Guns Go in the Basement,
Geraniums in the Greenhouse
By Cody Bloomsburg, Bugle Intern
The first package shows up at Betty Slowey’s house in August, just about the time she is getting ready to move her geraniums from their summer beds to their winter lodge.
By September there is a constant trickle of parcel-post prizes delivered to her home just outside of Yankton, South Dakota: guns, sleeping bags, coolers, elk-antler lamps, Rocky Mountain Elk Foundation embroidered this, RMEF emblazoned that. For the past 10 years the 85-year-old and her buxom cat Bob have inspected and inventoried every piece of merchandise for the Lewis and Clark Chapter’s annual banquet.
The tradition started when her son, Tom Slowey, became merchandise chair for the chapter and had no place to house the goods. He is now the regional director for South Dakota.
Through necessity, Betty developed a numbering system for every item that went downstairs. A stag-handle skinning knife designated for sale in the silent auction becomes SA-11; a 12-gauge shotgun for the live auction becomes LA-2. The system stems from her days running the family sporting goods store—Garvey’s Sport and Gun Shop.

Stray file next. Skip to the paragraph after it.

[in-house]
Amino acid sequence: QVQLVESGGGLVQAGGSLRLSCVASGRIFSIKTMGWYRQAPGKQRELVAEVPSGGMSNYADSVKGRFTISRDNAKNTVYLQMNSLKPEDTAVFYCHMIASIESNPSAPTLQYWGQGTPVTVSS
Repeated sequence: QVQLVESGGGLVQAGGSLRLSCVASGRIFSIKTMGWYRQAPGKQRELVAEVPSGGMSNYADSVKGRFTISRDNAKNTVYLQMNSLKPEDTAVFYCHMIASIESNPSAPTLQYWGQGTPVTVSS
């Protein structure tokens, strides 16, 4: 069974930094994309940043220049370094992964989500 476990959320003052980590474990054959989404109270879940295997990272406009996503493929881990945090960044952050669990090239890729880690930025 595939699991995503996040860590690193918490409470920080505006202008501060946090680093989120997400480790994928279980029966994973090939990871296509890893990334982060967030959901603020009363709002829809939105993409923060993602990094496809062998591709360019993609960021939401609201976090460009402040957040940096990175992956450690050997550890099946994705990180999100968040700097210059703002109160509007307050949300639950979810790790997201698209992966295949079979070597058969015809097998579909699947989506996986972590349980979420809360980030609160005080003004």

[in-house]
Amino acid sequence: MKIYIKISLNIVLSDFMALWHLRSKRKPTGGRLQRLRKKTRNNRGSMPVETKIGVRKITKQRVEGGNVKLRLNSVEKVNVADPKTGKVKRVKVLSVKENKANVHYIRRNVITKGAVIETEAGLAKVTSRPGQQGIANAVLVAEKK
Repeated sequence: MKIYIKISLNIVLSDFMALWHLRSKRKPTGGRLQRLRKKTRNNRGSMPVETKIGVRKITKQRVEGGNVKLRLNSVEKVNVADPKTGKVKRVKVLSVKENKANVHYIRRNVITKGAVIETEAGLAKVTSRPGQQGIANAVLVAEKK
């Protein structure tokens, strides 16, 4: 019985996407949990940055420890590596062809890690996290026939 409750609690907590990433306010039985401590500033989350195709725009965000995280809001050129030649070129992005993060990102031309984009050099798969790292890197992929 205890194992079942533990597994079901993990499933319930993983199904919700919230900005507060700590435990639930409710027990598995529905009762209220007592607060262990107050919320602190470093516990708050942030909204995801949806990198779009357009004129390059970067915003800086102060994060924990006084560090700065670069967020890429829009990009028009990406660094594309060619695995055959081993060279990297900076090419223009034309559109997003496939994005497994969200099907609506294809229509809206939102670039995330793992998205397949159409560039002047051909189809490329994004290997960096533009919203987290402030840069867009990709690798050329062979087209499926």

Betty worked at the store, started by her father, throughout her life. She picked up the finer points of gun repair from him, as well as a good sense for how to run a business. Tom says that back in the day it was rumored she could take down a Browning A5 and reassemble it faster than any man.
She continued to run the store as a family business with her two sons, until Tom decided to become a firefighter and first responder and his brother Jerry started a home repair business.
Once the doors were shut on the sport shop, Betty opened an H&R Block office, which she ran for 10 years before retiring.
Betty has always loved to be outdoors, and even though her eyesight is failing she still cuts the grass on her 5-acre spread and keeps the trees trimmed and the outbuildings in fresh paint.
Merchandise deliveries reach peak flow in the winter months preceding the February banquet, and Tom starts stopping by a few evenings each week to help out with the stock. Then one morning, usually about 8 a.m., the chapter committee members show up and relieve her basement of its bounty.
“It doesn’t take them long to get the stuff out of here, they’re a great bunch,” Betty says.
Because long outings from home now prove too taxing for Betty, she doesn’t attend the banquet, but she follows the fate of items through Tom, questioning him on who got what when everything is done.
“I’m always interested in who gets some of the particular items,” she says. “This year we had a beautiful lamp, and I was curious as to who got that.”
With an empty basement, she returns to tending her full greenhouse and waits for the perennial cycle to repeat.
“I look forward to it and they really have some great stuff, some really wonderful stuff,” Betty says. “It’s an interesting organization, I’ll tell you.”